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Star of Wonder, Star of Night by Drew Kingery

Monday, December 24
Isaiah 9:1-6
“The people walking in darkness have seen a great light . . .” (Isaiah 9:2)

Here we are. It is Christmas Eve. The Christ child will be here tomorrow. Of course, we have known that for centuries. He has been the world’s guiding light ever since his birth over two thousand years ago.

Carol and I recently went to Yosemite National Park. This has been a place we have had on our list to visit for a long time. One evening after a day of seeing all the amazing views, we went on a stargazing walk. We walked to a meadow in the park with a ranger and a bunch of other people. We all laid down in the meadow and looked up. The stars were unbelievable. There were way too many to count. The ranger pointed out the constellations and how to recognize them. When our time to watch had ended we walked back to our car, and then drove to the lodge where we were staying, about an hour away.

The drive back was pretty tense. The road was curvy and narrow and didn’t have any guardrails. It didn’t seem that bad driving into the valley that morning, but it was an unnerving drive at night. Nothing but black all around, sharp curve after sharp curve, with only the headlights pointing the way. It was a long hour when we finally we saw the lights of our lodge. That was a total relief.  

The first part of verse 2 in Isaiah 9 says, “The people walking in darkness have seen a great light.” That was how we felt when we got back to the lodge. Christ is our guiding light. No matter how dark, curvy, and narrow our roads are, He will guide us through. We just have to follow.
Drew Kingery

at Monday, December 24, 2018
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Joy in Giving by Caroline and Jennifer Dilts

Sunday, December 23
John 3:16-17
“For God so loved the world that he gave his one and only Son…” (John 3:16)

Caroline: When I was three or four, I wanted to pick out a Christmas present for mommy. My dad carted me around to several stores on the square, but I didn’t see anything that I thought was good enough for my mom. Finally, we went into a store that had paperweights. Each was the size of a baseball and had a letter on it. I thought, “They are perfect; now I just need to find one with a “J.” My heart was set on getting a paperweight for my mom, but there were no “J” paperweights. I was so disappointed. The shop owner offered to order one. “Order!” I thought, “That will take much too long. I’ll get one with an “E” instead!” This was a great solution because “E” was both the second letter of my mom’s name AND the last letter of my name. Perfect, maybe even better than getting a letter “J”, right? I left the store proudly carrying an “E” paperweight. When I gave my mom the paperweight on Christmas morning, she was confused by the letter adorning it, then honored by the sentiment, and finally humored by the story. I was so eager to give this gift!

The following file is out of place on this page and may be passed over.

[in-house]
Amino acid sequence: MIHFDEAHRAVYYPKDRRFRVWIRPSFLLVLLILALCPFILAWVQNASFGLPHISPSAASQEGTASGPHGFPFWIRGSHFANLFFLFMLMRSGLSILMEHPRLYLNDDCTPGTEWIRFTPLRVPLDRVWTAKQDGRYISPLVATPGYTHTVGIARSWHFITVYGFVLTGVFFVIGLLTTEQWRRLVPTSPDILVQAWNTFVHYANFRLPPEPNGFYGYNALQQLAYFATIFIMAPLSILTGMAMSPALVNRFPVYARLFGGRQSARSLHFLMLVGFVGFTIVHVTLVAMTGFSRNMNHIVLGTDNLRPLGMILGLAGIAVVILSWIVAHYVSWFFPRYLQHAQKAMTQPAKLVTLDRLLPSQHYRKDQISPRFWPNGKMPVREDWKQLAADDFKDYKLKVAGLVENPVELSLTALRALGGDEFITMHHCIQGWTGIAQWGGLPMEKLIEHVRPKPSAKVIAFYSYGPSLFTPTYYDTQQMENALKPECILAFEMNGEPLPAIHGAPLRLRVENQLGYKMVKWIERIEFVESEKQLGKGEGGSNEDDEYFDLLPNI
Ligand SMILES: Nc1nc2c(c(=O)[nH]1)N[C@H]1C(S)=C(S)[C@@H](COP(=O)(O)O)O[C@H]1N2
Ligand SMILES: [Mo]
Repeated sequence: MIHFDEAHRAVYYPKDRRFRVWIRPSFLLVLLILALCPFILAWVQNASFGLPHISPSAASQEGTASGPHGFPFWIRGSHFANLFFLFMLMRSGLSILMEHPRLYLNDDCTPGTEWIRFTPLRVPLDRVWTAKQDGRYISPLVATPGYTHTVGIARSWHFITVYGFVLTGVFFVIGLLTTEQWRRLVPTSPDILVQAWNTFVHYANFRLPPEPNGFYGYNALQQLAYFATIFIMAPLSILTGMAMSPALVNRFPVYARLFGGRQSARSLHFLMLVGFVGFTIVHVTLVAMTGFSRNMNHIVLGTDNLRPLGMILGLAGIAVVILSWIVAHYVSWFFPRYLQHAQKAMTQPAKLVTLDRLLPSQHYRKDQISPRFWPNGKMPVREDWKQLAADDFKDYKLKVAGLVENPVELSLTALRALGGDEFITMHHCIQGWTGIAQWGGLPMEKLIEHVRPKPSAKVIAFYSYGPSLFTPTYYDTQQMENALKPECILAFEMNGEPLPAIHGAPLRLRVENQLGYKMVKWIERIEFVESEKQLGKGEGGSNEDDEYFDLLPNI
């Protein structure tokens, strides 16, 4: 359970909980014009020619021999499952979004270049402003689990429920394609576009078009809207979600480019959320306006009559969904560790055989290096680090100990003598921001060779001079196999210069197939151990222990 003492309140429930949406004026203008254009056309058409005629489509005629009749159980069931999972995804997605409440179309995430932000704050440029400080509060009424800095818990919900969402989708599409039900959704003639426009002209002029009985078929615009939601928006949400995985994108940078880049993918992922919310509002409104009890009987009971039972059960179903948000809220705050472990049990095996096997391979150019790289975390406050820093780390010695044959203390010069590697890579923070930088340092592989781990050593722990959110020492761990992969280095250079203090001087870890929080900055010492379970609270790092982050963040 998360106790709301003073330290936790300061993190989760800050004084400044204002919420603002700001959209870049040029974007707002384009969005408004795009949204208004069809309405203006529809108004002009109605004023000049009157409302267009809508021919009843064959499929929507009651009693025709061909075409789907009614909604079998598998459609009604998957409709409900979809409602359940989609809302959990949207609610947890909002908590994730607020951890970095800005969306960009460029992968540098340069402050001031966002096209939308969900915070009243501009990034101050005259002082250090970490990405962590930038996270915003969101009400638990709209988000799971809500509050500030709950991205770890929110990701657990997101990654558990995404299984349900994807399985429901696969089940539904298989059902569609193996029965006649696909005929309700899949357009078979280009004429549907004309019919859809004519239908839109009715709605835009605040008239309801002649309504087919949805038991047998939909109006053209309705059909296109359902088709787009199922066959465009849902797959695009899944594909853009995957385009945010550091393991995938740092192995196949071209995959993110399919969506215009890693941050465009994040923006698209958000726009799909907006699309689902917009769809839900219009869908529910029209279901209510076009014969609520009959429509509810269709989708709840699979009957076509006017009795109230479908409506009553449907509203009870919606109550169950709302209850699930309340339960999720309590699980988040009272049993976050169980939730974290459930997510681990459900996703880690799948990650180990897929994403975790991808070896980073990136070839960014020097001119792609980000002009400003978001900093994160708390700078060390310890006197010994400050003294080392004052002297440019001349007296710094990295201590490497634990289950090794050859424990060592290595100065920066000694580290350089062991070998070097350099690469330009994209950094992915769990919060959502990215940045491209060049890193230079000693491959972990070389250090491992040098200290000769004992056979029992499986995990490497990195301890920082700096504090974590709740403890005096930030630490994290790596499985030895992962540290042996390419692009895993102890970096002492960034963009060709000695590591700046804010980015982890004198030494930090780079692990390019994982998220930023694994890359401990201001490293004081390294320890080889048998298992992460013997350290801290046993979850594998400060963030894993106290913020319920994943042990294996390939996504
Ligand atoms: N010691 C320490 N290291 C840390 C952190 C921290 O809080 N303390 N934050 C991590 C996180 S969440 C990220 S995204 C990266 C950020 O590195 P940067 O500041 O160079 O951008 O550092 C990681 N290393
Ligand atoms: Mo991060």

Jennifer: Dear God, were you excited to give us Jesus? When I read John 3:16, I usually think of your huge sacrifice. I feel sad that you had to give so much to save us. And yet, Caroline’s story reminds me that we give joyfully to those we love. You love us so deeply and completely and perfectly, God. This Christmas, fill us with your joy. The people around us can be…annoying. And yet, with your help, we can give lavishly and excitedly. We can give more. More forgiveness, more silliness, more hugs. You gave us your very best, and we are so thankful. Amen.
Caroline and Jennifer Dilts

at Sunday, December 23, 2018
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The Dichotomy of God's Love by Wil Mellone

Saturday, December 22
Romans 5:1-8
“. . . We rejoice in the hope of the glory of God . . .” (Romans 5:2) 

Advent is a season of hope and anticipation as we look forward to the coming of Christ to the human world, a world full of brokenness and sin. The work of salvation occurs in an imperfect world. We see this in the reading today when Paul discusses God’s salvation using the words “faith, hope, love, peace” in the context of “weakness, sin, suffering, death”.

How do we reconcile this dichotomy in our own lives? First and foremost, we must understand that God’s salvation is rooted in love, not divine punishment. When we turn towards God, we turn away from our sins. Recognizing that we all fall short, and God already knows that about us, opens the door of hope through faith. It’s not in how much we love God, but in how much God loves us. None of us can ever live up to that on our own, just as Moses knew that the Israelites could not achieve salvation solely through the practice of the law. 

In this recognition lies the second teaching. God doesn’t want us to be good at practicing religion, he wants us to be good at living religion. Being good at practicing religion, the outward manifestations of faith gets us nowhere. Who gets the sharpest rebukes in the Bible, both in the Old and New Testaments? The ruling religious elites, who became good at the outward practices of religion, but lost the true meaning and purpose of God’s salvation. 

Do you struggle with some of the theology and beliefs in the Bible? We all do. The question is not about how we struggle, but in how we live our lives, what we think, how we act, what we say and do, and how we treat others. In this do we see God’s perfect love in an imperfect world. In this do we experience God’s unending love and mercy. In this do we find God’s plan for us and for the world.

Joy to the world, let heaven and nature sing!

Wil Mellone

at Saturday, December 22, 2018
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